1. The defense of contributory negligence is affirmative in nature, and there is no burden on the plaintiff to prove lack of contributory negligence in making out his case.
2. Documentary evidence not in lieu of oral testimony may be sent with other papers to the jury room.
3. Where the plaintiff's testimony is to the effect that his stopping his vehicle in the center of a two-lane northbound freeway was due to a sudden emergency where by reason of snow and fogging of the windshield he was unable to see ahead, and the defendant offers the theory of pure accident as one of his defenses, it was not error to charge the jury on the theory of accident.
4. The doctrine of assumption of risk applies only where the actor, with full appreciation of the danger involved and without restriction of his freedom of choice by circumstances or coercion, deliberately chooses an obviously perilous course of conduct. The evidence in this case did not authorize an instruction to the jury on this subject.
5. The right to a thorough and sifting cross examination should not be abridged. It was not error to allow defendant's counsel to cross examine the plaintiff as to salary paid him during a period of time soon after his injuries were incurred, especially as the plaintiff sued for lost past and future earnings as well as for pain and suffering.
This case involves a multi-car collision on all expressway within the city limits of Atlanta. The plaintiff Whitehead, driving north in the outside lane, ran into difficulty with visibility ahead due to rain and snow. He testified that he pressed the "defogger" button and for some reason the windshield immediately fogged over completely so that he was unable to see ahead; he rolled down the left window, edged toward the center line of the roadway, and slowed or stopped. Murray, operating a wrecker towing a Volkswagen immediately behind Whitehead in his lane of travel, noticed the right blinker light and brake lights, pulled off the right side of the road and stopped. A white Chevrolet automobile in the left northbound lane was brought by its driver, who observed plaintiff's action, to a stop immediately adjacent to the cement median line on its left. These three vehicles effectively blocked all northbound lanes, according to witnesses. The defendant Seymour driving a tractor-trailer belonging to the defendant Custom Canners, Inc., was following the white Chevrolet on the left hand lane for northbound traffic: it either skidded or was turned into the center of the road an hit plaintiff's vehicle from the rear; Whitehead's vehicle, in turn, burst into flames, crossed the median, and struck a southbound automobile. Upon the trial of the case the jury returned a verdict for the defendant, and plaintiff appeals.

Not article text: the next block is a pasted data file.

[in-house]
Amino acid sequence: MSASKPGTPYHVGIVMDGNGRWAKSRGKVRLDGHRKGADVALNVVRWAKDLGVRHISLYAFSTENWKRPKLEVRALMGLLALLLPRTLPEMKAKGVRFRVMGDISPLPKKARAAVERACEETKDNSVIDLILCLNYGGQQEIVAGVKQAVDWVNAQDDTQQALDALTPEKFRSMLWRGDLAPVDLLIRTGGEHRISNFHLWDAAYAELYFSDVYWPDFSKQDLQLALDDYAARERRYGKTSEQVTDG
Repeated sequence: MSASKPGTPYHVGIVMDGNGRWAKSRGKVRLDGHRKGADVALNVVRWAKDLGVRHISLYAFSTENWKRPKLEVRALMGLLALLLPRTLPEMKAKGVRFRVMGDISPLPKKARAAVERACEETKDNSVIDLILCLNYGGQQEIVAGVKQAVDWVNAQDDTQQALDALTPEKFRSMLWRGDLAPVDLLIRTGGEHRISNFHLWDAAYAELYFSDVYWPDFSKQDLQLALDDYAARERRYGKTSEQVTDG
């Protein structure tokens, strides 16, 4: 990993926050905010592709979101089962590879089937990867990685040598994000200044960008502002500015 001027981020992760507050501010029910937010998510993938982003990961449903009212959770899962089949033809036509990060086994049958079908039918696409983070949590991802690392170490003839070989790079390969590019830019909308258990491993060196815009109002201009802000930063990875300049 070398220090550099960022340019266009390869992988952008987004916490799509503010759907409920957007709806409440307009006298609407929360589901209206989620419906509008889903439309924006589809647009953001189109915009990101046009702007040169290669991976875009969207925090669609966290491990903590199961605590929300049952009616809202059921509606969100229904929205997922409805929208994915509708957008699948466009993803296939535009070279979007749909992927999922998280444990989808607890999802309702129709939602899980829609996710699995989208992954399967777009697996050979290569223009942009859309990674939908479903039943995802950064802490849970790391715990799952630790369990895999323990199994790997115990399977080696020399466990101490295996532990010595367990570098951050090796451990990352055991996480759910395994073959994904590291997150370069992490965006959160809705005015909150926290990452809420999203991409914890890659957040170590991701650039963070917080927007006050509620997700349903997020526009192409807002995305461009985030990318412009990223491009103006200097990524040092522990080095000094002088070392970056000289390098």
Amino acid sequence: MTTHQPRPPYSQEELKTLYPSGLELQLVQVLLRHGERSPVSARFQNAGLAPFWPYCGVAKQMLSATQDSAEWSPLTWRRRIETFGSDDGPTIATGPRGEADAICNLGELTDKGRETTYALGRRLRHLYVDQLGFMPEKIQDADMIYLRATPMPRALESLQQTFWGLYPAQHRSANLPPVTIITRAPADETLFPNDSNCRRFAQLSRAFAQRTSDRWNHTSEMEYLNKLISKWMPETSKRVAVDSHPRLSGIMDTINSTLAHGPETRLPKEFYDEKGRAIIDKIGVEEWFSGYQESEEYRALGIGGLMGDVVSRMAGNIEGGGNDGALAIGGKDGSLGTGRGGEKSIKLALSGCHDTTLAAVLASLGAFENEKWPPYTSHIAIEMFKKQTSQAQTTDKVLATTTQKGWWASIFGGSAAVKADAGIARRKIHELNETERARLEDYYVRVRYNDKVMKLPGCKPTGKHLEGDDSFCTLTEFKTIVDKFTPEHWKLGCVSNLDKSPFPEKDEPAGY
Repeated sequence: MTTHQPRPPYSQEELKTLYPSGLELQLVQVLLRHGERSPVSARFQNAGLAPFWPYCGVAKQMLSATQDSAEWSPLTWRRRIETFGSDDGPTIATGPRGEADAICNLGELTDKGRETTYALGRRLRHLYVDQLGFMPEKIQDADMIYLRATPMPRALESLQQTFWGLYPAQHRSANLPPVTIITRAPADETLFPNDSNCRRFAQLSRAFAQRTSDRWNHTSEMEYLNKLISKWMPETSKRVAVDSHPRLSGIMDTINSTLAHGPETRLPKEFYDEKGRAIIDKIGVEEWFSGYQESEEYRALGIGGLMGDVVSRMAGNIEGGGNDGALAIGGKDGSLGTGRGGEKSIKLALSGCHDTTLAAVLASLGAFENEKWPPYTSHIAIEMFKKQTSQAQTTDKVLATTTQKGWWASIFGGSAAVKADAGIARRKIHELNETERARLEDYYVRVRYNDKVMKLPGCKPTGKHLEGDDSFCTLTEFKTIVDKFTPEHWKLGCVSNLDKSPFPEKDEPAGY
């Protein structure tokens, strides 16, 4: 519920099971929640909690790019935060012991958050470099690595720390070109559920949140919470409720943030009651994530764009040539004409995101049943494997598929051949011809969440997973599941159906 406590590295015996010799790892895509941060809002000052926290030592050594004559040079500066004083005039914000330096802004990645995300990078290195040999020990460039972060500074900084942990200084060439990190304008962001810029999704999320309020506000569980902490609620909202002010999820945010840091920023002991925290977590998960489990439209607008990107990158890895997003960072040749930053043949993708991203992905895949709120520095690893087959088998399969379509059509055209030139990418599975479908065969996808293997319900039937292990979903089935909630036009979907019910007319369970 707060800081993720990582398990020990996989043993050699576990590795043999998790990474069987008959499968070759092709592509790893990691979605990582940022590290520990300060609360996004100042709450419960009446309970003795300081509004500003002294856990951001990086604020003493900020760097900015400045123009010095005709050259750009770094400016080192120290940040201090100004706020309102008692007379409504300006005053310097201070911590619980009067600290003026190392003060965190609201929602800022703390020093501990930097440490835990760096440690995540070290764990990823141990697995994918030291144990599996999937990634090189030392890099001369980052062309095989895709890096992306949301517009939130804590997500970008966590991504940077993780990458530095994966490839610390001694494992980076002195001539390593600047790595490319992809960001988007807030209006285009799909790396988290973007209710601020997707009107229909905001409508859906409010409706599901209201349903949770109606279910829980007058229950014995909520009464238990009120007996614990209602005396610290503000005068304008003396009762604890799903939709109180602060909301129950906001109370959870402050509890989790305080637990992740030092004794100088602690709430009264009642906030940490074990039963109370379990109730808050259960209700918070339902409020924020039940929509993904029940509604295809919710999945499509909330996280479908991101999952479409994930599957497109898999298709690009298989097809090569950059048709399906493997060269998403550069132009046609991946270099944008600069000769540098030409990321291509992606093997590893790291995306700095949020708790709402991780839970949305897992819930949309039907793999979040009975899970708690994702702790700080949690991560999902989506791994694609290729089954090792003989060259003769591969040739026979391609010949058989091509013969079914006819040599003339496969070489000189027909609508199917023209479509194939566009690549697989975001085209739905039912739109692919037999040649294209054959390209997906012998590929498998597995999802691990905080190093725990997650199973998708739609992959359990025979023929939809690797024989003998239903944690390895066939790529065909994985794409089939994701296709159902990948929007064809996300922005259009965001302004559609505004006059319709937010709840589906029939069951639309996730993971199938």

1. The court instructed the jury: "The burden of proof is on the plaintiff, Mr. Whitehead; and in order for him to obtain a verdict in his favor by you the burden is on him to prove by a preponderance of the evidence not only that the defendants were negligent in one or more of the ways set fort in the plaintiff's petition but also that such negligence by the defendants was the proximate cause of his damage, if any." He then stated: "In addition to the foregoing, the burden is also on the plaintiff to prove by a preponderance of the evidence that he could not have avoided the damage caused by the defendants' negligence, if any, by the exercise of ordinary care on his part. In other words, before the plaintiff would be titled to a verdict in his favor in this case, the burden is on him to prove by a preponderance of the evidence at least three things: first, that the defendants were negligent of at least one of the acts of negligence set forth in his petition; second, that such negligence by the defendants was the proximate cause of his damage, if any, and, third, that he could not have avoided such damage by the exercise of ordinary care on his part." The instruction was error because proof of ordinary care on the part of the plaintiff in discovering and avoiding the negligence of the defendant is no part of the plaintiff's case in chief. "It is insisted, however, that the plaintiff's husband, by the exercise of ordinary care and diligence upon his own part, could have avoided the consequences of the defendant's negligence, and for that reason the plaintiff could not recover. The burden of proof rests upon the defendant to establish this defense. Civil Code 5160 [now Code 38-103]; Falkner v. Behr, 75 Ga. 671